The Tennessee Valley Authority broke a record during the cold snap – more power used than on any 24-hour period in the utility’s history. It took more than 700,000 megawatt hours to keep homes and businesses warm, breaking a record last set in January 2010.
When energy use approaches max capacity for TVA’s seven-state region, engineers gather in a control room in Chattanooga full of monitors and alarms.
“You can see everything coming online and going offline,” says spokesman Scott Brooks. “And yeah, there were some raw nerves down there on Tuesday.”
Brooks says it’s always a balance to produce just the right amount of power that’s needed. And this week, it has taken everything TVA’s got.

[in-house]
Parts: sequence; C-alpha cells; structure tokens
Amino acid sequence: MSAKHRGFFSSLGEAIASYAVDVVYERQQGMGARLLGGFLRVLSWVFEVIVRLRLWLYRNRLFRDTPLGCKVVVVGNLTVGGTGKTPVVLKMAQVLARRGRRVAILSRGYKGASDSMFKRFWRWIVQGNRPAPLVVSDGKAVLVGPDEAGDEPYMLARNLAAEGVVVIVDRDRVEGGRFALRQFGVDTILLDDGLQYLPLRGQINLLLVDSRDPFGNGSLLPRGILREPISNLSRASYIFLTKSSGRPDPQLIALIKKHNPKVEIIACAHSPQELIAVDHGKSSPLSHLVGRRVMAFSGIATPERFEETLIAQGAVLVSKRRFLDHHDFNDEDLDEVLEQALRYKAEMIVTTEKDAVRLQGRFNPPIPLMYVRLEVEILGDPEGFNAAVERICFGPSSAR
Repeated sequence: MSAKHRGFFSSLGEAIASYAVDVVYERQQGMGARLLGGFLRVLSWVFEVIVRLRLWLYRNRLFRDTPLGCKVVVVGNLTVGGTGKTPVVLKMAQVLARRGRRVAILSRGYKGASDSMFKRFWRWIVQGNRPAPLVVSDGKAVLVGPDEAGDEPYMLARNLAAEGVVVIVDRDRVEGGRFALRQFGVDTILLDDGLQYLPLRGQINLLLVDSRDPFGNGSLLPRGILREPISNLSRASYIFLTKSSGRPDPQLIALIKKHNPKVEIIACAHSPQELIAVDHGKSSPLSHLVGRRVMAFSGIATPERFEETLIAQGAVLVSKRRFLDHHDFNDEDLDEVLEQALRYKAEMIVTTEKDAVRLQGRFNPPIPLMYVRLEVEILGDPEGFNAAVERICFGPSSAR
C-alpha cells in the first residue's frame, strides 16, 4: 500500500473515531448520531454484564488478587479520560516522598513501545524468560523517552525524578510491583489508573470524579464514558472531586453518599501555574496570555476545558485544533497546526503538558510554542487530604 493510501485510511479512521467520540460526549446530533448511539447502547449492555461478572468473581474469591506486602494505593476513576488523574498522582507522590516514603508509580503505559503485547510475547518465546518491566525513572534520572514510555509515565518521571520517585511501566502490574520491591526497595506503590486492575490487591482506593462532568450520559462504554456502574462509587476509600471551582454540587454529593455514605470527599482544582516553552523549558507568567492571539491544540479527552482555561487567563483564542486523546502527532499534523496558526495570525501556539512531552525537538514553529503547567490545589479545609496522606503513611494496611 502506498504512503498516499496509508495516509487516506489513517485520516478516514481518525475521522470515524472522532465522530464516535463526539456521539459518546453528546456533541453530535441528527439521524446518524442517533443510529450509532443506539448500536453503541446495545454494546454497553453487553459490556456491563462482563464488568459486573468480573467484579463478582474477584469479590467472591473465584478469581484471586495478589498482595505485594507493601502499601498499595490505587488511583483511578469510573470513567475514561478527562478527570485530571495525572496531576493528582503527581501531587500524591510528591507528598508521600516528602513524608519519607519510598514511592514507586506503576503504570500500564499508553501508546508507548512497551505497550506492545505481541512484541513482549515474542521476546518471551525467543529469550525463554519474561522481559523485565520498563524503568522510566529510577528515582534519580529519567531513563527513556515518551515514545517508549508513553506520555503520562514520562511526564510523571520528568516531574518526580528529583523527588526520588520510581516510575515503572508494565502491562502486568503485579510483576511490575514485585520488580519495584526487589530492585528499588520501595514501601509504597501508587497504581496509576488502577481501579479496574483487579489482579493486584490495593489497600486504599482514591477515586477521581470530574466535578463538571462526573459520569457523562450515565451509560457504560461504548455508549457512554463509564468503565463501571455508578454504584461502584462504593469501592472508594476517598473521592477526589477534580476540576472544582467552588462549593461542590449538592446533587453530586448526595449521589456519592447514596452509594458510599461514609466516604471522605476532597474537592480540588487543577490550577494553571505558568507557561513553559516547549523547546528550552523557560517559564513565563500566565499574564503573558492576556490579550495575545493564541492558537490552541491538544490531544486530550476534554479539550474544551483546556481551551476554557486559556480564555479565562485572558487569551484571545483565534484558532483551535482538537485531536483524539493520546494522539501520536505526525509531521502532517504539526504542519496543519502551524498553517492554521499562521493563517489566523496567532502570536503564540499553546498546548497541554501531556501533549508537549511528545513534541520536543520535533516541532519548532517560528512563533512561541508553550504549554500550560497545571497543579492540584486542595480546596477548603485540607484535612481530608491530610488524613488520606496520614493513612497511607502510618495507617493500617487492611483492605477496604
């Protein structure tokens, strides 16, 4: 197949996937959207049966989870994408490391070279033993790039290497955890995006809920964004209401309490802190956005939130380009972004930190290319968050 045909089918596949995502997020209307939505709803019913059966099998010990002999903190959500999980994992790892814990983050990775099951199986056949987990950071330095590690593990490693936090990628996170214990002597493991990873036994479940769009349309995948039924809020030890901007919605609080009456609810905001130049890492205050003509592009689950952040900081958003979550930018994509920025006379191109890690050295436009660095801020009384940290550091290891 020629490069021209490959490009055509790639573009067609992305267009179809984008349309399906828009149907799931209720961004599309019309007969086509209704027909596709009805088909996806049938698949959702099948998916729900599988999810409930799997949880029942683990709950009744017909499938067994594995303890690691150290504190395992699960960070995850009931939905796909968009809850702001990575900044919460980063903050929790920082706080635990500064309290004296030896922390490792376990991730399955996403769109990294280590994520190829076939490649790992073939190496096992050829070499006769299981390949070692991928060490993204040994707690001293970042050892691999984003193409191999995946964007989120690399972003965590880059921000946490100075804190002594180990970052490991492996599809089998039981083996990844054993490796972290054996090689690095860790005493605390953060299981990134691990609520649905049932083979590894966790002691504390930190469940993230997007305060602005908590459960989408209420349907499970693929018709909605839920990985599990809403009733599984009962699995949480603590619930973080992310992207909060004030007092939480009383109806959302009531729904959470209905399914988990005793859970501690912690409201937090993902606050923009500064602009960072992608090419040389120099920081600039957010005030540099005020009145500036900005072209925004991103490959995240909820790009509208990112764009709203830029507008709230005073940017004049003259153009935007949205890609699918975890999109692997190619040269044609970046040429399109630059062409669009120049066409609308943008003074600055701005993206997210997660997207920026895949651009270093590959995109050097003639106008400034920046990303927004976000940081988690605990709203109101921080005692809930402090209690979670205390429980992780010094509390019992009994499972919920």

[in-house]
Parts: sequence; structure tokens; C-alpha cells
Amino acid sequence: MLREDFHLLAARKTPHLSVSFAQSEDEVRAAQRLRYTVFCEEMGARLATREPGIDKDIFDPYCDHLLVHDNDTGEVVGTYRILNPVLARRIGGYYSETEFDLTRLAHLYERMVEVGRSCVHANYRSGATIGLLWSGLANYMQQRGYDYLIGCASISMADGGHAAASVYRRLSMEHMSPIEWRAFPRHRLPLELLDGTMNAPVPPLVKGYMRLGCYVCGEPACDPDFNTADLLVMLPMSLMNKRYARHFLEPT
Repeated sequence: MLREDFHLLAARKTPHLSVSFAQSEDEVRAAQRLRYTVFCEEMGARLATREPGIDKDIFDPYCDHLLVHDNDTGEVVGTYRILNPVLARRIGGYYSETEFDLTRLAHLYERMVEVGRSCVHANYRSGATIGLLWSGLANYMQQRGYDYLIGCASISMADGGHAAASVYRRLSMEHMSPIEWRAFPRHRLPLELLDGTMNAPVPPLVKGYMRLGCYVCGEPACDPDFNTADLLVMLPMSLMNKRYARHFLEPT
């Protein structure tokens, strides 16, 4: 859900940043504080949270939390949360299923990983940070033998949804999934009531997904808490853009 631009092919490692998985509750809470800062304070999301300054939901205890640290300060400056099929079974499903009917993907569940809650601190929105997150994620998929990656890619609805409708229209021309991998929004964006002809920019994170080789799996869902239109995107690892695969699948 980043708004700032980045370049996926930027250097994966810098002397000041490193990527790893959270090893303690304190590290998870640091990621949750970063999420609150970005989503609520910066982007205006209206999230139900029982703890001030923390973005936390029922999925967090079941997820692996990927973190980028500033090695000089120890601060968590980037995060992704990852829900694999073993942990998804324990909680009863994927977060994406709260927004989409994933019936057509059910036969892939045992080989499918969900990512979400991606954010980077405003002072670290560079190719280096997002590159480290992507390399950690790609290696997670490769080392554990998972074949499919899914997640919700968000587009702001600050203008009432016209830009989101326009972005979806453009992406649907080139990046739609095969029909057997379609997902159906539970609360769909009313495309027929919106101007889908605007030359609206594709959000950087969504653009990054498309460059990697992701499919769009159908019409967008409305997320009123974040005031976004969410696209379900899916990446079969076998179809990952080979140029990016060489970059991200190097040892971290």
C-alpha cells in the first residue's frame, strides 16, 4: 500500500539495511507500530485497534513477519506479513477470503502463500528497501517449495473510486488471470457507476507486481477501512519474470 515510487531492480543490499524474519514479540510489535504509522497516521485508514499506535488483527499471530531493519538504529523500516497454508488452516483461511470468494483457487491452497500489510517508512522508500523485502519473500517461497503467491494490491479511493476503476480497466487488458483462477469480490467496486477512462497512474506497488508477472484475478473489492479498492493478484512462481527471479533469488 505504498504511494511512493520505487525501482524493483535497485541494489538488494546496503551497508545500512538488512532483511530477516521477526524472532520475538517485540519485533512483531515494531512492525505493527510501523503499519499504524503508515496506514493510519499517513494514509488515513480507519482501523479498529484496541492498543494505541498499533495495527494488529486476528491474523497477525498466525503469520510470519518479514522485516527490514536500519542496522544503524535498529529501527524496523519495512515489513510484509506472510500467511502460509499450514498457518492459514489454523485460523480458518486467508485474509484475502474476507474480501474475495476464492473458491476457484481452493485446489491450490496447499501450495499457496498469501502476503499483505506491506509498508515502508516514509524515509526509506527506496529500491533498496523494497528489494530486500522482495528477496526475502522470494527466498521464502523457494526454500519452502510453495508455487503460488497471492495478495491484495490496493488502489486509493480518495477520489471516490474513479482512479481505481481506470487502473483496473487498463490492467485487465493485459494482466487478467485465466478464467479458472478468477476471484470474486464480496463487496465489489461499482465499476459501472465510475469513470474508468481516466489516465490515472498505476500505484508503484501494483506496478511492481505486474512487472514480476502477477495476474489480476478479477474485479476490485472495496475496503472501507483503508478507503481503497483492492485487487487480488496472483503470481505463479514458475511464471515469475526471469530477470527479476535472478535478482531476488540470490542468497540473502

Several manufacturing plants and at least one university – Murray State – were required to back off their power usage. They had agreed to ahead of time in exchange for discounted rates.
“We called in those contracts Monday night and we were able to save 1,000 megawatts across the system,” Brooks says. “So had we not had those interrupt-able contracts, we would have set a [peak] record on Tuesday.”
TVA’s all-time record for winter demand at a single point in time was set on Jan. 16, 2009. More than 32,572 megawatts were needed when temperatures across the service area averaged 9 degrees. This cold snap did result in lower temperatures. The average across the TVA region hit 4 degrees Tuesday morning.
In other parts of the south, Duke Energy customers also set all-time records for winter power use, including a peak in the Carolinas around 8 am Tuesday.